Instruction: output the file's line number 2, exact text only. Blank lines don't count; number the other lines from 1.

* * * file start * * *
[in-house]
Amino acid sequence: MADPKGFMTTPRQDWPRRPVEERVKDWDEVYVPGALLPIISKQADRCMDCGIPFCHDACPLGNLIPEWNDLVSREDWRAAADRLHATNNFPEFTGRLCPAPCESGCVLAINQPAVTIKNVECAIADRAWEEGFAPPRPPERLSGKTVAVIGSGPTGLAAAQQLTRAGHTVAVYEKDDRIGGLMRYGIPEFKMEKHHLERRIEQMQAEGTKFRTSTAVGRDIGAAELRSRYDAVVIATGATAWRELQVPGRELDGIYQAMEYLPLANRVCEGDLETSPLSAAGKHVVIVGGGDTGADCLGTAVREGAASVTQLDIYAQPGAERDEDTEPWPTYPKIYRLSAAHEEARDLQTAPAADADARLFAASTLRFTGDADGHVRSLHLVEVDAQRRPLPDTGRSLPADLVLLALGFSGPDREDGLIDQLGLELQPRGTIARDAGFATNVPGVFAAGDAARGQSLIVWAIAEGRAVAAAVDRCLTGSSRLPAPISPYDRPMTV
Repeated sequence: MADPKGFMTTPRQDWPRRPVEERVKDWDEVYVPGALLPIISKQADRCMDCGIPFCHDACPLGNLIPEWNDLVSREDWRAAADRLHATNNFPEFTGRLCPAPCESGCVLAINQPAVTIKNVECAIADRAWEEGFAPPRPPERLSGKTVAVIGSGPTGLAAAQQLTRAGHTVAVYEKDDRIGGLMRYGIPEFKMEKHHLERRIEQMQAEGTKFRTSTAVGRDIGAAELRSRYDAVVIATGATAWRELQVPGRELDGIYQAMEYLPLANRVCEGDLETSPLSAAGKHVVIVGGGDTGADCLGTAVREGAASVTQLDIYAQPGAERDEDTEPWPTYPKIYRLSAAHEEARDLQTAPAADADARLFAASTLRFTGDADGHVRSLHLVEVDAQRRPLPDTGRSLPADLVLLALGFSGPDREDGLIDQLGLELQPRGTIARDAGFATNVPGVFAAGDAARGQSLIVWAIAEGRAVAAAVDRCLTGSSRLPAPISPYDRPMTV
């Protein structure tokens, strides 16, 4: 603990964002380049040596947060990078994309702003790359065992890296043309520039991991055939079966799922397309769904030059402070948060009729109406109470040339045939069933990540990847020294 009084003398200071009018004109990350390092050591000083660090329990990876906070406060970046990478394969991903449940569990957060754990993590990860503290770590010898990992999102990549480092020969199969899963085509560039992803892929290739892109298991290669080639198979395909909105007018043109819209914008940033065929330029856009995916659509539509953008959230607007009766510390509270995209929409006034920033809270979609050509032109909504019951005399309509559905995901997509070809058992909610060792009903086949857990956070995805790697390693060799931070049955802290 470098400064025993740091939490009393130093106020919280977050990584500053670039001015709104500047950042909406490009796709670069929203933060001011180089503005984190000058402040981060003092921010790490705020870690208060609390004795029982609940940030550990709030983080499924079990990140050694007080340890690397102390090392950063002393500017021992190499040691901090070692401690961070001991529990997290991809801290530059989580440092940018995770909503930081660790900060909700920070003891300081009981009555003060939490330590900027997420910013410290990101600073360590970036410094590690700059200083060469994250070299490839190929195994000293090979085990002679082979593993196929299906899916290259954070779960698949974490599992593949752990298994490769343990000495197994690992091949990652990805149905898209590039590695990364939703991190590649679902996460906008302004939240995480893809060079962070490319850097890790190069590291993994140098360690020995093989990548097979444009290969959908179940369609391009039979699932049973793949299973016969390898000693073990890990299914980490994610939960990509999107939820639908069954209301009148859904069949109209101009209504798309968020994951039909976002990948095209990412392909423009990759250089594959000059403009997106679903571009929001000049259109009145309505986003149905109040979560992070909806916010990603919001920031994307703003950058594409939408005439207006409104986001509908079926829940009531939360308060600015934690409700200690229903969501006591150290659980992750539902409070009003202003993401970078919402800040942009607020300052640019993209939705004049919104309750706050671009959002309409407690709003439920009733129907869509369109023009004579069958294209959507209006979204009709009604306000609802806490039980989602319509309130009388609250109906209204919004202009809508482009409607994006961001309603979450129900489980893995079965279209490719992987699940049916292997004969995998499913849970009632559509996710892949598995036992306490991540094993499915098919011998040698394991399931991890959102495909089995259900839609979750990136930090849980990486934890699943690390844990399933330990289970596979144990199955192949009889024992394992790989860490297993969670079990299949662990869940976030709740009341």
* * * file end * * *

Amino acid sequence: MADPKGFMTTPRQDWPRRPVEERVKDWDEVYVPGALLPIISKQADRCMDCGIPFCHDACPLGNLIPEWNDLVSREDWRAAADRLHATNNFPEFTGRLCPAPCESGCVLAINQPAVTIKNVECAIADRAWEEGFAPPRPPERLSGKTVAVIGSGPTGLAAAQQLTRAGHTVAVYEKDDRIGGLMRYGIPEFKMEKHHLERRIEQMQAEGTKFRTSTAVGRDIGAAELRSRYDAVVIATGATAWRELQVPGRELDGIYQAMEYLPLANRVCEGDLETSPLSAAGKHVVIVGGGDTGADCLGTAVREGAASVTQLDIYAQPGAERDEDTEPWPTYPKIYRLSAAHEEARDLQTAPAADADARLFAASTLRFTGDADGHVRSLHLVEVDAQRRPLPDTGRSLPADLVLLALGFSGPDREDGLIDQLGLELQPRGTIARDAGFATNVPGVFAAGDAARGQSLIVWAIAEGRAVAAAVDRCLTGSSRLPAPISPYDRPMTV